InEar ProPhile 8 Review

with cable

Few earphones have proven as enticing to me as the InEar ProPhile 8, and I’ve  been waiting for ages to get my hands on one of these.  The biggest feature?  Tuning switches that allow you to adjust bass and treble on each earphone, leading to four different sound profiles.  Now that I’ve finally gotten a review sample, I can dive into a full review.   But how good does this $1499 earphone sound?  And with those four different sound profiles, could this be the last earphone you’ll ever need?

InEar ProPhile 8 Review

sculpted shell

The InEar ProPhile 8 comes with 7 pairs of eatips, a 1/4” stereo adapter, cleaning cloths, and a carrying case.

Featuring a matte black shell, the ProPhile 8 feels impressively understated.  When stacked up against gold faceplates or abalone inlays, it can appear as a cheaper alternative.

But the sculpted housing still features an almost-perfect fit, thanks to the contact points that press slightly against the cavity of your ear.   As a result, even without the cable, the ProPhile 8 housing can stay put in your ear.  Add to this the over-the-ear cable and you’ve got an earphone that just won’t fall out.

As you might expect, isolation comes across as pretty impressive, thanks to that fit.  I can barely hear my fingertips slamming the keyboard as I write this review.  And the Prophile 8 conveniently blocks out my coworkers arguing about the best dog breed (it’s the Basset Hound, dammit).  Belaboring this point, using the earphone with the included foam tips blocks out almost all surrounding noise, and if you’re looking for the world’s most isolating higher-end IEM, this may be the one.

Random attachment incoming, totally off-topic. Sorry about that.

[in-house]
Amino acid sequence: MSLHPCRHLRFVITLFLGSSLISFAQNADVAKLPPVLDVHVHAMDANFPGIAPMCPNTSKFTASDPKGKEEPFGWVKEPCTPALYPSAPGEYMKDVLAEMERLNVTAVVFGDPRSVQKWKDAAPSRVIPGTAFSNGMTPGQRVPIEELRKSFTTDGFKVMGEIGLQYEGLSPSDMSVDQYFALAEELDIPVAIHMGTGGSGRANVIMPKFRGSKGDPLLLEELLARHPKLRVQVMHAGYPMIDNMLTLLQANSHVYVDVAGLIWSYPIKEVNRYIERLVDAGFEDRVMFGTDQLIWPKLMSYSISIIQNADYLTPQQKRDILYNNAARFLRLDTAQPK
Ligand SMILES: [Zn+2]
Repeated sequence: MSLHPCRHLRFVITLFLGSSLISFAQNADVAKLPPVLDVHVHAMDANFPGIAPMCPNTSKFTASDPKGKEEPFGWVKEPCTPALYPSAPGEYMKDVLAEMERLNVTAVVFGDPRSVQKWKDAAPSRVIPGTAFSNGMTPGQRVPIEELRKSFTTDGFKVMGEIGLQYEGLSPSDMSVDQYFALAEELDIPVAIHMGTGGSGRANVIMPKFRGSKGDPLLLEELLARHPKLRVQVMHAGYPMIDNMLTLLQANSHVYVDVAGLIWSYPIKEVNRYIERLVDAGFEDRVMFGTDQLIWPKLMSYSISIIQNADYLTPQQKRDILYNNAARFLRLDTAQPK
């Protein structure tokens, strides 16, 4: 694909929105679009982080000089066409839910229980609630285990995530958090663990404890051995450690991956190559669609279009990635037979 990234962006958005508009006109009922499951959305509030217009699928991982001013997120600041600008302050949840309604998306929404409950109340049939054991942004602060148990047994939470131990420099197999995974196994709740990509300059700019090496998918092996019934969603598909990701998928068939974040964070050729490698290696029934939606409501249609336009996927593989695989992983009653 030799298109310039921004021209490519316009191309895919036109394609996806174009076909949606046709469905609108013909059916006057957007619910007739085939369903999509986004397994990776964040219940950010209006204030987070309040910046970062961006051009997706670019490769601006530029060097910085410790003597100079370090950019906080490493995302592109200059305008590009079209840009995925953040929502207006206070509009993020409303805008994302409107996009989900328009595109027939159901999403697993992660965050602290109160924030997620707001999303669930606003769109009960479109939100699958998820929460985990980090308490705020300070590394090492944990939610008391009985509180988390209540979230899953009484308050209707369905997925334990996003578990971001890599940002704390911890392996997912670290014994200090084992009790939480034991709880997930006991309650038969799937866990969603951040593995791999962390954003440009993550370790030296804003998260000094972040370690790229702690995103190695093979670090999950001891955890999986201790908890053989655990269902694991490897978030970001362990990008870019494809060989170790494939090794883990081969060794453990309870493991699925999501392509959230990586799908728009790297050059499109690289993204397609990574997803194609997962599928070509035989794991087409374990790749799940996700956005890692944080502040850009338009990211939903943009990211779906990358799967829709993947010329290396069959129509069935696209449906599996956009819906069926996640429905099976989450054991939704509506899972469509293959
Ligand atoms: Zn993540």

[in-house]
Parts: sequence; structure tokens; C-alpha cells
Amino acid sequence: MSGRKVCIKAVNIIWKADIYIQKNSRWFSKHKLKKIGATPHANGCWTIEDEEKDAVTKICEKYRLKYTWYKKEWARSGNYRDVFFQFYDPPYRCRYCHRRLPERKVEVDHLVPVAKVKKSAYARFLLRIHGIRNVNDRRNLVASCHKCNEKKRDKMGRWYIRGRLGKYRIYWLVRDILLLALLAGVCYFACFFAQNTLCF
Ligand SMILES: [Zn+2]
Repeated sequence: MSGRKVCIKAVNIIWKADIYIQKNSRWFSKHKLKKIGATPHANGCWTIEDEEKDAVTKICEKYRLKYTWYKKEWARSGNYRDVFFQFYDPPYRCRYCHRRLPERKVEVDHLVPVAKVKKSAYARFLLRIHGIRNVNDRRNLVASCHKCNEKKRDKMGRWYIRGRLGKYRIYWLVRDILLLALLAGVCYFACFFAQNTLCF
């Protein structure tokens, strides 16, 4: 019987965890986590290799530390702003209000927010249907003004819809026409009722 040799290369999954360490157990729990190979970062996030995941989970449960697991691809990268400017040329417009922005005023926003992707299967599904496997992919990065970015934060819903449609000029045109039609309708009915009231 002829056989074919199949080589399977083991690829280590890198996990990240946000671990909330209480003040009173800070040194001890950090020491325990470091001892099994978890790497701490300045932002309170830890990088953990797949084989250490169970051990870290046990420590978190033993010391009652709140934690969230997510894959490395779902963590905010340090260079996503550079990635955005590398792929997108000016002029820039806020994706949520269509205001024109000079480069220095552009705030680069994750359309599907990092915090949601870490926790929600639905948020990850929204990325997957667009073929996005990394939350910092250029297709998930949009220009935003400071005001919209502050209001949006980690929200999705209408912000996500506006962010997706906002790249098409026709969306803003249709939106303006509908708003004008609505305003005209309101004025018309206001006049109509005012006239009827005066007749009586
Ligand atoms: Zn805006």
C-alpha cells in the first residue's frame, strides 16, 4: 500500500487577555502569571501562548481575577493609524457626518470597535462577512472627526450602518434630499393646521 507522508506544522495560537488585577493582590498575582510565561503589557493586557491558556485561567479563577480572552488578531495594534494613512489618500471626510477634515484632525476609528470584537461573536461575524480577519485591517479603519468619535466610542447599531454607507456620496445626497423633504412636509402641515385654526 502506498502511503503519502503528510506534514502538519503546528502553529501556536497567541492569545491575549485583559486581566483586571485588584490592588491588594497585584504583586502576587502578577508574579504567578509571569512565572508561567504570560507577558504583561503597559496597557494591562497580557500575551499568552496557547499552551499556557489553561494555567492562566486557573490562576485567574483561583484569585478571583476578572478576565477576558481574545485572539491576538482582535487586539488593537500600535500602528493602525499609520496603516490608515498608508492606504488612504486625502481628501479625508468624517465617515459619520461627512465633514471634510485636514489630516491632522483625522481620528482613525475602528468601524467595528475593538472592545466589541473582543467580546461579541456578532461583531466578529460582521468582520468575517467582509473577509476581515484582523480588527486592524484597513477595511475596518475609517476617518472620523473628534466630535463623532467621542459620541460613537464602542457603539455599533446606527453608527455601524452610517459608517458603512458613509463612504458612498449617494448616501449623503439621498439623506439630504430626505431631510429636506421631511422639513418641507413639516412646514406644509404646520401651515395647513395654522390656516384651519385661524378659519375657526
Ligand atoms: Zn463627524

On the inside of each earpiece, two switches allow users to change the tuning of the earphones.  The upper switch controls a +2 dB treble boost, while the lower switch offers a +3 dB of bass.  Perhaps the biggest feature in the ProPhile 8, this technology gets its own dedicated section below.

Inside each housing, 8 drivers offer 4-way crossover.

The included removable cable measures a standard 4 ft and joins to the earphones via a recessed two-pin connection.

For most of my listening sessions, I used the ProPhile 8 (Standard/Large size) in the most neutral-sounding configuration.  I cover the different switch settings and corresponding sound profiles at the end of this review.  Listening sessions were done using a modded iPod and pocket amp, as well as an iPhone 8.  I highly recommend using these ultra-sensitive ‘phones with either a smartphone or a DAP, and amplification needs are very, very minimal.

with ipod

InEar ProPhile 8 Review – Sound Quality

Low End

Housing some strong detail, the low end on the ProPhile 8 is no slouch.  Bass and drums feel thick enough, while beats drop emphatically.  So, if there’s bass in the track, you’re going to hear it.  However, there’s also some excellent control here, preventing the lows from every bleeding or devolving into a mess.  While pretty much on par for the sound one would expect from a monitor, it may sound a bit dry for some folks.

model number


Only slightly forward, the mids deliver a fairly impressive listening experience.  Instrumentation and vocals seem abreast of one another, leading to the impression of a very neutral sound.  As such, it’s a great sound for genres like classical and jazz.  Yet, those stellar vocals make this earphone work just as well with other genres like rock, pop, and hip hop.


High End